NEW ORLEANS–Fayetteville native Michael McPhearson wasn’t in New Orleans for Hurricane Katrina, but the Gulf War veteran–who now has a son serving in Iraq–says he feels the same uncertainty and anger with political leaders that many on the Gulf Coast feel.

“Our government has failed us here and in Iraq,” McPhearson says. “[Just] like vets and military families are suffering from the failures of the Bush administration, people here are also suffering.”

McPhearson, executive director of Veterans for Peace, joined about 200 fellow war veterans, survivors of Hurricane Katrina and other activists in a march from Mobile, Ala., to New Orleans from March 14 to March 19. Called “Walkin’ to New Orleans” by organizers, they walked and rode 140 miles along the Gulf Coast on U.S. 90, past some of Katrina’s worst destruction.

Marking the third anniversary of the U.S. invasion of Iraq, the march was intended to draw national attention to the Bush administration’s response to Hurricane Katrina and its aftermath and to U.S. policies in the Middle East. The protestors called for more federal aid for hurricane victims and an end to the war. It closed with a demonstration in Congo Square as Iraq war veterans entered nearby Armstrong Park carrying a banner bearing their names followed by a sign reading “Abandon Iraq: Not Our Gulf Coast.”

The veterans’ protest came as thousands of college students from across North Carolina descended on the Crescent City, using spring break as a chance to lend a hand in the city’s rebuilding. Among them were volunteers with the Common Ground Collective, who spent much of the week gutting and cleaning out Martin Luther King Elementary School in the Lower Ninth Ward. Working without the permission of the New Orleans school board, the students engaged in what could have been called an act of civil disobedience. But two police officers just stood by and watched as the volunteers began dragging out copy machines, furniture and mounds of text books that had been soaked by flood waters over six months ago.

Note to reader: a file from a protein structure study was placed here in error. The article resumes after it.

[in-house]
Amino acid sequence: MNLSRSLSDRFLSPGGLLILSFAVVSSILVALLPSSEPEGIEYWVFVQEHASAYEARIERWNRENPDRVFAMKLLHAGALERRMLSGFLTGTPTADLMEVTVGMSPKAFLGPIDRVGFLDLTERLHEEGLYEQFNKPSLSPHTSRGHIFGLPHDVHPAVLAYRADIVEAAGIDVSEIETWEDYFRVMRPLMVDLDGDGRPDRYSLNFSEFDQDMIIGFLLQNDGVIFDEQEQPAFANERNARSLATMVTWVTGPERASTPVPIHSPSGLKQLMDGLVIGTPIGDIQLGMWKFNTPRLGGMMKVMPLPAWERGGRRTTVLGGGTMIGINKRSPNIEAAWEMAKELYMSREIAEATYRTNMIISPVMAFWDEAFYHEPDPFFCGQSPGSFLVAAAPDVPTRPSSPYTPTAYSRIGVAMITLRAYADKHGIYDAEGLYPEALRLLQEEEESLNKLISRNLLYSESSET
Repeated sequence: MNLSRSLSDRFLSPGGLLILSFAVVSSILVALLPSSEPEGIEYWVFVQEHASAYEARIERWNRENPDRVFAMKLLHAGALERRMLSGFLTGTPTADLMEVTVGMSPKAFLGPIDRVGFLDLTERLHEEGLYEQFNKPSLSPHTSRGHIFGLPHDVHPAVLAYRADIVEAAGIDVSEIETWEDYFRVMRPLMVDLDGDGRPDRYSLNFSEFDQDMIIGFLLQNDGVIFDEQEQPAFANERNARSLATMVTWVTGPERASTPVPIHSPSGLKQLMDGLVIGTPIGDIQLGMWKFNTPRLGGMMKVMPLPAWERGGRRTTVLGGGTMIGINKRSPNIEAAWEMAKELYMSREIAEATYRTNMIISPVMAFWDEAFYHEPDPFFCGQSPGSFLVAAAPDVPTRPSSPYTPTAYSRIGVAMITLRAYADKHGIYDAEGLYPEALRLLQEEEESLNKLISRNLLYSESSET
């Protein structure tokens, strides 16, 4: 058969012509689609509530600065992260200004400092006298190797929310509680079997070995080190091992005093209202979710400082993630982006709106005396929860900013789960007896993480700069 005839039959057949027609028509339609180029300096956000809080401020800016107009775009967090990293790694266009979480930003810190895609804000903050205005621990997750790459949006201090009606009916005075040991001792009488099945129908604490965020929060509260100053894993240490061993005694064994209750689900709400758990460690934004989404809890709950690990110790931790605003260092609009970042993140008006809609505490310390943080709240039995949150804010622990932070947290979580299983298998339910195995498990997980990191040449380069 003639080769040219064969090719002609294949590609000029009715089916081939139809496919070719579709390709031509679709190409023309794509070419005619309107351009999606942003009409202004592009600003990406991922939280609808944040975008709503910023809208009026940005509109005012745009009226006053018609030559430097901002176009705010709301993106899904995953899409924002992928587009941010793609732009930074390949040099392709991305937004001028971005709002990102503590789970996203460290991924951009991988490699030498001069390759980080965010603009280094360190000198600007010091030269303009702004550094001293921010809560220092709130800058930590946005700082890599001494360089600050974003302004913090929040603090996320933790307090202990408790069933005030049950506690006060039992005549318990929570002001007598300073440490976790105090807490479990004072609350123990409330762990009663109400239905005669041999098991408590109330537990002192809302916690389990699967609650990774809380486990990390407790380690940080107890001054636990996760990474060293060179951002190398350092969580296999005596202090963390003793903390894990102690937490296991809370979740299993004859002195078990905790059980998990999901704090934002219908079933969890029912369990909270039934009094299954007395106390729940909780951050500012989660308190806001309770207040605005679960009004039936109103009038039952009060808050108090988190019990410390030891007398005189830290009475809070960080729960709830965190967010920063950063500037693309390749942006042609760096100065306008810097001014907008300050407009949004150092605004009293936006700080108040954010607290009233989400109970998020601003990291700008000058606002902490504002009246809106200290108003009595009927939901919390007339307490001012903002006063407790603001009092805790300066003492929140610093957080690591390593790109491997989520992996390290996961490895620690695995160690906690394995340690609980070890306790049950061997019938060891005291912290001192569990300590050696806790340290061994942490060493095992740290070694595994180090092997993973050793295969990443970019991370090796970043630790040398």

Students from across the country have been coming to the city throughout the month to volunteer with nonprofit organizations and church groups on projects ranging from house gutting to legal aid.

Eleven organizations at UNC-Chapel Hill received $1,000 grants from the Carolina Center for Public Service for service trips to New Orleans. Volunteers from UNC’s nursing program and law school are also volunteering on the Gulf Coast. Four hundred students from Duke were in New Orleans during their spring break. Former U.S. Senator and vice presidential candidate John Edwards brought nearly 700 college students from 27 states to work in nearby Chalmette as part of “Opportunity Rocks 2006: Rebuilding the Gulf Coast.”

In February, the Common Ground Collective put out a call to black college students around the country to volunteer in the Crescent City during spring break. “About 40 percent of our volunteers this month have been black students,” says volunteer coordinator Sakura Kone. “Every historically black college and university in the country has been represented.”